A multifunctional matching algorithm for sample design in agricultural plots

N. Ohana-Levi*, A. Derumigny, A. Peeters, A. Ben-Gal, I. Bahat, L. Katz, Y. Netzer, A. Naor, Y. Cohen

*Corresponding author for this work

Research output: Contribution to journalArticleScientificpeer-review

5 Citations (Scopus)
90 Downloads (Pure)


Collection of accurate and representative data from agricultural fields is required for efficient crop management. Since growers have limited available resources, there is a need for advanced methods to select representative points within a field in order to best satisfy sampling or sensing objectives. The main purpose of this work was to develop a data-driven method for selecting locations across an agricultural field given observations of some covariates at every point in the field. These chosen locations should be representative of the distribution of the covariates in the entire population and represent the spatial variability in the field. They can then be used to sample an unknown target feature whose sampling is expensive and cannot be realistically done at the population scale. An algorithm for determining these optimal sampling locations, namely the multifunctional matching (MFM) criterion, was based on matching of moments (functionals) between sample and population. The selected functionals in this study were standard deviation, mean, and Kendall's tau. An additional algorithm defined the minimal number of observations that could represent the population according to a desired level of accuracy. The MFM was applied to datasets from two agricultural plots: a vineyard and a peach orchard. The data from the plots included measured values of slope, topographic wetness index, normalized difference vegetation index, and apparent soil electrical conductivity. The MFM algorithm selected the number of sampling points according to a representation accuracy of 90% and determined the optimal location of these points. The algorithm was validated against values of vine or tree water status measured as crop water stress index (CWSI). Algorithm performance was then compared to two other sampling methods: the conditioned Latin hypercube sampling (cLHS) model and a uniform random sample with spatial constraints. Comparison among sampling methods was based on measures of similarity between the target variable population distribution and the distribution of the selected sample. MFM represented CWSI distribution better than the cLHS and the uniform random sampling, and the selected locations showed smaller deviations from the mean and standard deviation of the entire population. The MFM functioned better in the vineyard, where spatial variability was larger than in the orchard. In both plots, the spatial pattern of the selected samples captured the spatial variability of CWSI. MFM can be adjusted and applied using other moments/functionals and may be adopted by other disciplines, particularly in cases where small sample sizes are desired.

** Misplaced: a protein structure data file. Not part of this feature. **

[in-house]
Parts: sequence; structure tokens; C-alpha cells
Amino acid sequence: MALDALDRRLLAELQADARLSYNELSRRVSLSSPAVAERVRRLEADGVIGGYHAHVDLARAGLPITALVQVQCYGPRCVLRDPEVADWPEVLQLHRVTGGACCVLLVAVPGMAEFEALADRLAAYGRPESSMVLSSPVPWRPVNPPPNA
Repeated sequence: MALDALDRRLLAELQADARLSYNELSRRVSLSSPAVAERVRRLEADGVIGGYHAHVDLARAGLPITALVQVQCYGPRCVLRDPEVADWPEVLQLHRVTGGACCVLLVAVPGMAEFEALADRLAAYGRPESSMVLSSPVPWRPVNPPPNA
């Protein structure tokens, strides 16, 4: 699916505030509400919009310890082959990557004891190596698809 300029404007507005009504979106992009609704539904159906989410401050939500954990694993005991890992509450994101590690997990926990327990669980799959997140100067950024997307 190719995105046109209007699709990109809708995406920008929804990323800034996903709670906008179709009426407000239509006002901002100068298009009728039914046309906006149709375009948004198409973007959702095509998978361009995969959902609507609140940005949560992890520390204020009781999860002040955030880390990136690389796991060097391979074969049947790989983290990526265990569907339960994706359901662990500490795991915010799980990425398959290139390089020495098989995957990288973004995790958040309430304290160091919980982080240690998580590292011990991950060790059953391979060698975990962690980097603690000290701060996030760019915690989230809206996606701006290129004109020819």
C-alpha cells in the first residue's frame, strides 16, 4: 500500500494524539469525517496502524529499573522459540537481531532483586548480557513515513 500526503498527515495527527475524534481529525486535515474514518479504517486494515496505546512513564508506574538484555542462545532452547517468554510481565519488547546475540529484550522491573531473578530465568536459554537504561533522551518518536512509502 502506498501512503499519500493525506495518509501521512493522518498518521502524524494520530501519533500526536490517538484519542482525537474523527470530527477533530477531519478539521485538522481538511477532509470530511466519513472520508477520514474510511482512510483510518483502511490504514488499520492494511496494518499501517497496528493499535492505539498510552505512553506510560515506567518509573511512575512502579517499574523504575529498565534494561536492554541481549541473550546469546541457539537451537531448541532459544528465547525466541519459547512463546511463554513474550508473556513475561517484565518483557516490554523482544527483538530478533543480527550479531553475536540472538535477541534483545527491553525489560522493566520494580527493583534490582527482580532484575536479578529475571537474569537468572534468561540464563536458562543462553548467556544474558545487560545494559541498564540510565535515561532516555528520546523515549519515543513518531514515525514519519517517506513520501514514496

Original languageEnglish
Article number106262
Number of pages14
JournalComputers and Electronics in Agriculture
Publication statusPublished - 2021


  • Agricultural sampling
  • Partially-observed data
  • Representative sampling given covariates
  • Spatial autocorrelation
  • Two-phase study


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